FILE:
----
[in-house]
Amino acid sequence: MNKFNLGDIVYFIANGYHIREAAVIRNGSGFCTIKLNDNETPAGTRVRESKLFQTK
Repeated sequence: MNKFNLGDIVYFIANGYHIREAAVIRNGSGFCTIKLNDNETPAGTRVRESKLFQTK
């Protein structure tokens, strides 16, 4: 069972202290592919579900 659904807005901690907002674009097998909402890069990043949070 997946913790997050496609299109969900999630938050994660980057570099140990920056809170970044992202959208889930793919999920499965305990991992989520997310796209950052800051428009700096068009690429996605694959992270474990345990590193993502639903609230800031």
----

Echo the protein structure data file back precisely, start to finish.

[in-house]
Amino acid sequence: MNKFNLGDIVYFIANGYHIREAAVIRNGSGFCTIKLNDNETPAGTRVRESKLFQTK
Repeated sequence: MNKFNLGDIVYFIANGYHIREAAVIRNGSGFCTIKLNDNETPAGTRVRESKLFQTK
């Protein structure tokens, strides 16, 4: 069972202290592919579900 659904807005901690907002674009097998909402890069990043949070 997946913790997050496609299109969900999630938050994660980057570099140990920056809170970044992202959208889930793919999920499965305990991992989520997310796209950052800051428009700096068009690429996605694959992270474990345990590193993502639903609230800031």